OCT 06, 2016 09:00 AM PDT

Keynote Speaker - PD-1 cancer immunotherapy

C.E. CREDITS: P.A.C.E. CE | Florida CE
Speakers
  • Professor of Medicine, Harvard Medical School
    Biography
      Gordon J. Freeman, PhD works in the Department of Medical Oncology at Dana-Farber Cancer Institute and is Professor of Medicine at Harvard Medical School. Dr. Freeman earned his BA in Biochemistry and Molecular Biology, and PhD in Microbiology and Molecular Genetics from Harvard University. His research has identified the major pathways that control the immune response by inhibiting T cell activation (PD-1/PD-L1 and B7-2/CTLA-4) or stimulating T cell activation (B7-2/CD28). In 2000, Dr. Freeman discovered PD-L1 and PD-L2, and showed they were ligands for PD-1, thus defining the PD-1 pathway and the drug target: block the interaction. He showed the function of PD-1 was to inhibit immune responses and that blockade enhanced immune responses. He showed that PD-L1 is highly expressed on many solid tumors such as breast and lung, as well as some hematologic malignancies and allows these tumors to inhibit immune attack. He received the 2014 William B. Coley Award for Distinguished Research in Tumor Immunology for this work that led to development of PD-1 pathway blockade for cancer immunotherapy.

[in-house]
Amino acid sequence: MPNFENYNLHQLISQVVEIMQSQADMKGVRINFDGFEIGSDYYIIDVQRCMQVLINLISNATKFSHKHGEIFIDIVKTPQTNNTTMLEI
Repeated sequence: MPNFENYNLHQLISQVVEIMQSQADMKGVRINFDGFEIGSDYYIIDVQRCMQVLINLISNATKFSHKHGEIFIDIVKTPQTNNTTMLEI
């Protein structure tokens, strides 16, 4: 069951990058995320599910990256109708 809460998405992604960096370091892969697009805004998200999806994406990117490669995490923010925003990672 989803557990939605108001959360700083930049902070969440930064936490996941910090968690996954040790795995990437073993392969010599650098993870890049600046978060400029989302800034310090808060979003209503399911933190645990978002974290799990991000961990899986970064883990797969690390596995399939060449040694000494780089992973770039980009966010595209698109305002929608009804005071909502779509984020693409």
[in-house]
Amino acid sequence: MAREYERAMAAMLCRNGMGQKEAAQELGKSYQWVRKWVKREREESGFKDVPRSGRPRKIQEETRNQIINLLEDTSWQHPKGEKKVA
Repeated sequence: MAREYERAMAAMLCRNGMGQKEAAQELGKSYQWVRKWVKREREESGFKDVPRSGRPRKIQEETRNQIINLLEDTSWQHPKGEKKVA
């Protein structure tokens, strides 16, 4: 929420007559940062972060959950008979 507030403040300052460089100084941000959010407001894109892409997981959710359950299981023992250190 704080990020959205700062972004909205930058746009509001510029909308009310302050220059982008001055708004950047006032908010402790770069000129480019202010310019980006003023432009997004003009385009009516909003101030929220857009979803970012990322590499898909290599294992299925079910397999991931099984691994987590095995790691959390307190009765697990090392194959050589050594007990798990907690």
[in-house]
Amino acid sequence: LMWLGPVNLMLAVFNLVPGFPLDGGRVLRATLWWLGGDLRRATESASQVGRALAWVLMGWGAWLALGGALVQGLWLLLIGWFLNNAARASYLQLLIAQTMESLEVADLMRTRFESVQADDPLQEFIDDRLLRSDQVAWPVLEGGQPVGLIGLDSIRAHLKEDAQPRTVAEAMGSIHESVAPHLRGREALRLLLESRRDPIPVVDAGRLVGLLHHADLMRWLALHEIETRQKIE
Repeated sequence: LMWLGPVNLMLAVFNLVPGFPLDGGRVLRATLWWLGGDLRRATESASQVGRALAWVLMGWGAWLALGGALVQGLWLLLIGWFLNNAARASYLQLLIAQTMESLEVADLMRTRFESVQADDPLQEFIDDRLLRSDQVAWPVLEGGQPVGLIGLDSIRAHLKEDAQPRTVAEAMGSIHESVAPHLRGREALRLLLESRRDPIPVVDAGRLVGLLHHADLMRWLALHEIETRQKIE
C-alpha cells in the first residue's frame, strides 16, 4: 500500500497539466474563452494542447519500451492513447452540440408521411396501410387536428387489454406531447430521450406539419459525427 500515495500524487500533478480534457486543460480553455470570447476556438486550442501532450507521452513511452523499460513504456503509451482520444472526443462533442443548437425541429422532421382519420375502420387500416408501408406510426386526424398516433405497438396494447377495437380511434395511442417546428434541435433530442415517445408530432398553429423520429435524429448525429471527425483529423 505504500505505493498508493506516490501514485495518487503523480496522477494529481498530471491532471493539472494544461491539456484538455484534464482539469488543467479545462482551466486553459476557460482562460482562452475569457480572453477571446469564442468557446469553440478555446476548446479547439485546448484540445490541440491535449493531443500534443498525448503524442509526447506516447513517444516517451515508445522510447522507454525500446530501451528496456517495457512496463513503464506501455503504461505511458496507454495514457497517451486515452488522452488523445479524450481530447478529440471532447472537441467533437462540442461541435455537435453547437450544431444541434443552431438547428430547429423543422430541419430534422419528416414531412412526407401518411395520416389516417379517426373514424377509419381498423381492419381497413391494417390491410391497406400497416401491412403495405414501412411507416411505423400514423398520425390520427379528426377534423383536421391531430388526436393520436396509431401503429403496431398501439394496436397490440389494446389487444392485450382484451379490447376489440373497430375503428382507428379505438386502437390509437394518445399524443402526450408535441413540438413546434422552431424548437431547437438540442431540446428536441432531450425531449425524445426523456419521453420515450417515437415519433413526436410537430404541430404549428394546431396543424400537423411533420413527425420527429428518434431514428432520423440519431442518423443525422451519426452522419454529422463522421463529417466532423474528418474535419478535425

Abstract:

    The immune system is capable of recognizing tumors and eliminates many early malignant cells. However, tumors evolve to evade immune attack, and the tumor microenvironment is immunosuppressive. Engagement of PD-1 by PD-L1 or PD-L2 results in attenuated TCR signaling and inhibition of T-cell immune functions.  Tumors exploit these immune checkpoint pathways to evade immune eradication. Blockade of the PD-1, PD-L1, and CTLA-4 checkpoints is proving to be an effective and durable cancer immunotherapy in a subset of patients in a broad variety of tumor types by allowing the patient to produce an effective anti-tumor immune response. Expression of PD-L1 by tumor cells or infiltrating immune cells correlates with responsiveness to PD-1 or PD-L1 blockade but is an imperfect biomarker since some patients who do not express PD-L1 still respond. A broad range of other immune modulatory targets has been identified and are potential targets for synergizing with immune checkpoint blockade. Advances in understanding T cell coinhibitory pathways have stimulated a new era of immunotherapy with effective drugs to treat cancer.
     


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